USAJOBS is a widely-used website that receives over 3 million visits per week. While the content of the job announcement is under agency control, it is critical that OPM designs and maintains a site that users find navigable and functional. Satisfaction scores indicate that OPM has addressed the problems that arose at introduction. However, the importance of USAJOBS extends beyond functionality. The impression that USAJOBS makes can affect users’ perceptions of the Federal Government, willingness to complete the job search and application process, and comments and recommendations made to others. For USAJOBS 3.0 to be a complete success, user satisfaction should reach or exceed the levels previously attained. To that end, OPM will need to focus continued attention on the user experience, as well as various elements of the hiring reform initiative, such as job announcements and application processes and requirements, for which Federal agencies (rather than OPM) have primary responsibility. In addition to MSPs 2 and 5, USAJOBS 3.0 primarily involves MSP 1.

Reducing the Number of Pending Retirement Claims

For FY 2010, OPM reported a substantial increase in both retirement claims processing time and in the number of pending claims, reflecting both external factors (such as an increase in retirement claims driven by an aging workforce and agency restructuring) and internal factors (such as staff losses and the discontinuation of an unsuccessful modernization initiative). To rectify this situation, OPM instituted an approach with four elements (“pillars”):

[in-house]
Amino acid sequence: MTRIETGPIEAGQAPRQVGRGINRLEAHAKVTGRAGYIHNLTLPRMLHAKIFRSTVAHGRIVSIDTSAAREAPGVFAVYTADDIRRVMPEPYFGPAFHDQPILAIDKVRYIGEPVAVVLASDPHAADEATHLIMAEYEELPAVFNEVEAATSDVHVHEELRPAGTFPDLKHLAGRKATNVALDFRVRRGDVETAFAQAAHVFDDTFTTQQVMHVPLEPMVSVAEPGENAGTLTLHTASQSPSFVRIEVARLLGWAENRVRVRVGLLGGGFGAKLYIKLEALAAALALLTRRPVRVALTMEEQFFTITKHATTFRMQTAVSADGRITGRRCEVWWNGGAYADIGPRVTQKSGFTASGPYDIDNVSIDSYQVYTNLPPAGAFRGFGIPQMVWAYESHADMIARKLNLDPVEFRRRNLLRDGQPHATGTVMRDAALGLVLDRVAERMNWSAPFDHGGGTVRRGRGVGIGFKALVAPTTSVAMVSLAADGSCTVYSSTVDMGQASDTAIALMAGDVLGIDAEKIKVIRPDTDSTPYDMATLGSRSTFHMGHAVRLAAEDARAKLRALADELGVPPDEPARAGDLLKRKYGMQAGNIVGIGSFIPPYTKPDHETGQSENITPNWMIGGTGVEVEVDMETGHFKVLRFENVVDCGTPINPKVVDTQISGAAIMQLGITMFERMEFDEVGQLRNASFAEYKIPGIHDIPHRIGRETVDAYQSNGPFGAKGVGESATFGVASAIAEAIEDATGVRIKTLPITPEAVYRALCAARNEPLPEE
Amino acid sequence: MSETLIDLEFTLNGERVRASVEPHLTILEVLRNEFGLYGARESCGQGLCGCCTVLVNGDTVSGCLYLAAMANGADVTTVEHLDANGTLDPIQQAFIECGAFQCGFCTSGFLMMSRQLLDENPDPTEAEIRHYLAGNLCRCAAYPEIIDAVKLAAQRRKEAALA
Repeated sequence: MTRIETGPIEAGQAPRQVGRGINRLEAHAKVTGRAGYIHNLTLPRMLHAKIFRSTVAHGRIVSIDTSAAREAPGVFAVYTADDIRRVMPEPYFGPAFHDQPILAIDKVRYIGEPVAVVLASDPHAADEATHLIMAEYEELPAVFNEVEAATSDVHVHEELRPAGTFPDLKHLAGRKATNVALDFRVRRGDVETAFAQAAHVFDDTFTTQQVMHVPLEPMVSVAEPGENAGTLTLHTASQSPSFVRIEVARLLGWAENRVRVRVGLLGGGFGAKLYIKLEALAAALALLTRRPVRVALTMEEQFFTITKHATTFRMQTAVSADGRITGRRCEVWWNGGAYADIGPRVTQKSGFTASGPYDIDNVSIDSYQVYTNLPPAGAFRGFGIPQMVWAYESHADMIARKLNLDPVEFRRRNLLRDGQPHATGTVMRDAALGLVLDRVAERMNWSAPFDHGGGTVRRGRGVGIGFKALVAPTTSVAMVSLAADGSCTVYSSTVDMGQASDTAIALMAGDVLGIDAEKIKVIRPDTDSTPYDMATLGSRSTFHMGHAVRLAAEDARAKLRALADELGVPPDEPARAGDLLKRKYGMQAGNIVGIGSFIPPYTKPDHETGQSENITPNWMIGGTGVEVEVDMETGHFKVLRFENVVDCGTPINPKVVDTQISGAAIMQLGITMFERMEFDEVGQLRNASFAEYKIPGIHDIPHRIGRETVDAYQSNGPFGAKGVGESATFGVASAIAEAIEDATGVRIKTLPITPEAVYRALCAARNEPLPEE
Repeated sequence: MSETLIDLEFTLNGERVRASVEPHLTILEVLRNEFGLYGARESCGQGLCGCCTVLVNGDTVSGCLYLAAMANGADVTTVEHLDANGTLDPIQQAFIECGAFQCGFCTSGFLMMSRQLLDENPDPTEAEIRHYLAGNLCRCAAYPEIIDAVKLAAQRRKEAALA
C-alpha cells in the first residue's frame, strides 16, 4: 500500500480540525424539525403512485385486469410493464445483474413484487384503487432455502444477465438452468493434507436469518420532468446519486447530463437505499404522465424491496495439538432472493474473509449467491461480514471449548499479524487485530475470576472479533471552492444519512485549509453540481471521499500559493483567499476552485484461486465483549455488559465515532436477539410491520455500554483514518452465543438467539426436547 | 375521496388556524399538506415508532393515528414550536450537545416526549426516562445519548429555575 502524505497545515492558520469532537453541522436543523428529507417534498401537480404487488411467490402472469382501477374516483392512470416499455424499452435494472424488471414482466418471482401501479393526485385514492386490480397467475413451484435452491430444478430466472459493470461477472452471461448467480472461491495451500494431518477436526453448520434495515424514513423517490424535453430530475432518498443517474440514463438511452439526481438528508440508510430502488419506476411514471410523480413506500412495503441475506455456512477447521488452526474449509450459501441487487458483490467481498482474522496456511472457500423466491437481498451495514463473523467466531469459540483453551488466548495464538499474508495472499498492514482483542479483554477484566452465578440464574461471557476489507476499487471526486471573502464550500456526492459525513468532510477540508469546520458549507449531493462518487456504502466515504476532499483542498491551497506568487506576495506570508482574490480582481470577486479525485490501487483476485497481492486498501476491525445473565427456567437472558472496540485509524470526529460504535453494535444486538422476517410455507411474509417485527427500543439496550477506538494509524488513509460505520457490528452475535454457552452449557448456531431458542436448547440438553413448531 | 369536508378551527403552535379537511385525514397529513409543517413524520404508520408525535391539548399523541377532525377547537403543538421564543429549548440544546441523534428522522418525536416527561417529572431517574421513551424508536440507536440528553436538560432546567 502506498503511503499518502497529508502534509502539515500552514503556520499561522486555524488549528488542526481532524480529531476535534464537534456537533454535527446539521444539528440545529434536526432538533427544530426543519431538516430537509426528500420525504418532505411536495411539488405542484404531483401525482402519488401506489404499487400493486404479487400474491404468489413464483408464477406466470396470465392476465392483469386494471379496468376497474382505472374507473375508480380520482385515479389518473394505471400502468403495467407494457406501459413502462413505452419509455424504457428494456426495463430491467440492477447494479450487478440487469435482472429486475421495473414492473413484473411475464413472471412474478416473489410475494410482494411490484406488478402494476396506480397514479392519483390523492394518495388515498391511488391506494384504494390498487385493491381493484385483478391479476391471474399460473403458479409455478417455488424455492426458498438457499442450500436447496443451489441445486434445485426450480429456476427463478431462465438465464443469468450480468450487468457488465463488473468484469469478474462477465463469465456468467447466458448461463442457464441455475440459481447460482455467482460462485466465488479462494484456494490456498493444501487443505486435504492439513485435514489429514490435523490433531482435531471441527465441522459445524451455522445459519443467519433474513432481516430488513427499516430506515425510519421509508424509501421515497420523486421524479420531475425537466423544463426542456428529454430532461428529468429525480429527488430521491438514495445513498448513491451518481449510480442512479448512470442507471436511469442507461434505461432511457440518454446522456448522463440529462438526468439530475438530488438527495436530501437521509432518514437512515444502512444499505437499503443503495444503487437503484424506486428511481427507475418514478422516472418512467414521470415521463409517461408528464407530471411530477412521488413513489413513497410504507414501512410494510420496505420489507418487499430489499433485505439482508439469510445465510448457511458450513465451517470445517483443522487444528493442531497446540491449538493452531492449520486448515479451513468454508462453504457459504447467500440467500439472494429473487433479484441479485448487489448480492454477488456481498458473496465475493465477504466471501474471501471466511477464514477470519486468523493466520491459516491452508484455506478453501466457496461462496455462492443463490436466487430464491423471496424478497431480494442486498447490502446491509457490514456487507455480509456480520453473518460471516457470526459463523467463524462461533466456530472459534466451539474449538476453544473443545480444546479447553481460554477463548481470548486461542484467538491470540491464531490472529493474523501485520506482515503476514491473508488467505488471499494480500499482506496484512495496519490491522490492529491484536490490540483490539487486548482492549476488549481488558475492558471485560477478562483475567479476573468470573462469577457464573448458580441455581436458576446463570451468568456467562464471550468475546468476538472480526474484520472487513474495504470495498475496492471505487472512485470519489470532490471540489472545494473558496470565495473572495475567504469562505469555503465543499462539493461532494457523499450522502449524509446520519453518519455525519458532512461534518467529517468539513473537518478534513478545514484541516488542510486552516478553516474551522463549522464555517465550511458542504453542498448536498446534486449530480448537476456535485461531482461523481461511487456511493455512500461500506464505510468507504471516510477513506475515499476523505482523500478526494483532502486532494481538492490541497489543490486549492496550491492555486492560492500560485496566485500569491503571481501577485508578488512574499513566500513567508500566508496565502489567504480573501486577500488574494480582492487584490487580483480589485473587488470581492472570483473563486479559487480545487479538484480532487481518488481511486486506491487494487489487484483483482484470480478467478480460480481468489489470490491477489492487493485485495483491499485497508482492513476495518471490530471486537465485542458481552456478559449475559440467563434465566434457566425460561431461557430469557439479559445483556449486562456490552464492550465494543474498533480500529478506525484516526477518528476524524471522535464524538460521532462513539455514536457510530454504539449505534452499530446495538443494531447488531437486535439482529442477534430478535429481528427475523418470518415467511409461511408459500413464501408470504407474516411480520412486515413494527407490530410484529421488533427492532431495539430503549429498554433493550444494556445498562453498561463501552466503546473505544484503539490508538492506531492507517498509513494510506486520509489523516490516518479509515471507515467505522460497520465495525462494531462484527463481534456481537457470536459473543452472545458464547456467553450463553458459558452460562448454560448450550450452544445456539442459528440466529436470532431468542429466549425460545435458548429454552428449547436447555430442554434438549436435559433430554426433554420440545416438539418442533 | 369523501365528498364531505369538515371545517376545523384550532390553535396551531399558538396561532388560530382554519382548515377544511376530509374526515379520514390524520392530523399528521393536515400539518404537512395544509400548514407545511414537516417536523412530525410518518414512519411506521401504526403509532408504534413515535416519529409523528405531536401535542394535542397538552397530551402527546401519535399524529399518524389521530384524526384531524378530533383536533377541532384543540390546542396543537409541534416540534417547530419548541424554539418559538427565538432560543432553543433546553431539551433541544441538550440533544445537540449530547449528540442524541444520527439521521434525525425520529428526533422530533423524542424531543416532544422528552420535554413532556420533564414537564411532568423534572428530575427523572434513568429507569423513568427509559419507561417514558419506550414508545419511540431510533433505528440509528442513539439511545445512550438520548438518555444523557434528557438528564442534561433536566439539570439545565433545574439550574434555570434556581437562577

* People: OPM hired staff in two functions: claims processing, performed by Legal Administrative Specialists (LASs); and responding to customer inquiries, performed by Customer Service Specialists (CSSs);

* Productivity and process improvement: OPM conducted a study of claims processing and made changes based on its analysis. One such change was shifting the task of gathering data needed for claims processing to CSSs, freeing LASs to perform more technical work;

* Partnering with agencies: OPM trained agency benefits officers on common errors and how to avoid them, and provides monthly feedback on the completeness and deficiencies of the claims submitted for processing; and

* Progressive information technology improvements: OPM is making incremental changes to make greater use of technology and automation.

OPM has reduced the retirement claims backlog from 61,108 cases in January 2012 to 26,402 cases in December 2012.


OPM anticipates a continued increase in retirement claim submissions for issues related to the two-year pay freeze, an increase in retirement eligible Federal employees, proposed changes to the retirement system, and agency use of Voluntary Early Retirement Authority (VERA) and Voluntary Separation Incentive Payments (VSIP) for workforce restructuring. As we noted in our Annual Report for FY 2011, OPM’s ability to deliver timely and accurate benefits does not only affect retirees. As stated, it “indirectly affects public trust in government, agencies’ ability to recruit employees and restructure their workforces, and the credibility and effectiveness of OPM leadership in other areas.” It is, therefore, important that OPM continue to make progress toward reducing the backlog and meeting its July 2013 goal of processing 90% of the retirement claims received within 60 days. Reducing the number of pending retirement claims relates to MSPs 1, 3, and 5.